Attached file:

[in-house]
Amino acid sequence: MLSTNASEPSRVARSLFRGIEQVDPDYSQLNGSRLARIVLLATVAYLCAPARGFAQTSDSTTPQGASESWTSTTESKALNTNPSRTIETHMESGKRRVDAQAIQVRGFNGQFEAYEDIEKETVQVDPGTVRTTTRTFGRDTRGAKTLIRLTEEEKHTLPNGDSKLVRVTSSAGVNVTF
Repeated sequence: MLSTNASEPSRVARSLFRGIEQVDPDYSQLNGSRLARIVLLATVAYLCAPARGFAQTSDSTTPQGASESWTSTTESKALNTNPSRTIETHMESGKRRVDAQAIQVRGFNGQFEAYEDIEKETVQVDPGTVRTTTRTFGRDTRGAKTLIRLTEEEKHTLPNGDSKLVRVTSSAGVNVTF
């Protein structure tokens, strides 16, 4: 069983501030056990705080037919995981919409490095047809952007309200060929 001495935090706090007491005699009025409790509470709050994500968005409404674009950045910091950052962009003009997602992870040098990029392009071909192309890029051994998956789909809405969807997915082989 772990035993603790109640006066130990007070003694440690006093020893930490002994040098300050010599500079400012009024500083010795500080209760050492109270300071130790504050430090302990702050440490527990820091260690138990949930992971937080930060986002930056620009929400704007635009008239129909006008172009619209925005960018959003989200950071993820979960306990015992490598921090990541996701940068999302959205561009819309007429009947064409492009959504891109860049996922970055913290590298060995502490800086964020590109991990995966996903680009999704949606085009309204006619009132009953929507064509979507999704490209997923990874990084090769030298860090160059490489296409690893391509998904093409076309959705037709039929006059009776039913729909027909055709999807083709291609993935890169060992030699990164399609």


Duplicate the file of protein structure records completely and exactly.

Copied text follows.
[in-house]
Amino acid sequence: MLSTNASEPSRVARSLFRGIEQVDPDYSQLNGSRLARIVLLATVAYLCAPARGFAQTSDSTTPQGASESWTSTTESKALNTNPSRTIETHMESGKRRVDAQAIQVRGFNGQFEAYEDIEKETVQVDPGTVRTTTRTFGRDTRGAKTLIRLTEEEKHTLPNGDSKLVRVTSSAGVNVTF
Repeated sequence: MLSTNASEPSRVARSLFRGIEQVDPDYSQLNGSRLARIVLLATVAYLCAPARGFAQTSDSTTPQGASESWTSTTESKALNTNPSRTIETHMESGKRRVDAQAIQVRGFNGQFEAYEDIEKETVQVDPGTVRTTTRTFGRDTRGAKTLIRLTEEEKHTLPNGDSKLVRVTSSAGVNVTF
């Protein structure tokens, strides 16, 4: 069983501030056990705080037919995981919409490095047809952007309200060929 001495935090706090007491005699009025409790509470709050994500968005409404674009950045910091950052962009003009997602992870040098990029392009071909192309890029051994998956789909809405969807997915082989 772990035993603790109640006066130990007070003694440690006093020893930490002994040098300050010599500079400012009024500083010795500080209760050492109270300071130790504050430090302990702050440490527990820091260690138990949930992971937080930060986002930056620009929400704007635009008239129909006008172009619209925005960018959003989200950071993820979960306990015992490598921090990541996701940068999302959205561009819309007429009947064409492009959504891109860049996922970055913290590298060995502490800086964020590109991990995966996903680009999704949606085009309204006619009132009953929507064509979507999704490209997923990874990084090769030298860090160059490489296409690893391509998904093409076309959705037709039929006059009776039913729909027909055709999807083709291609993935890169060992030699990164399609």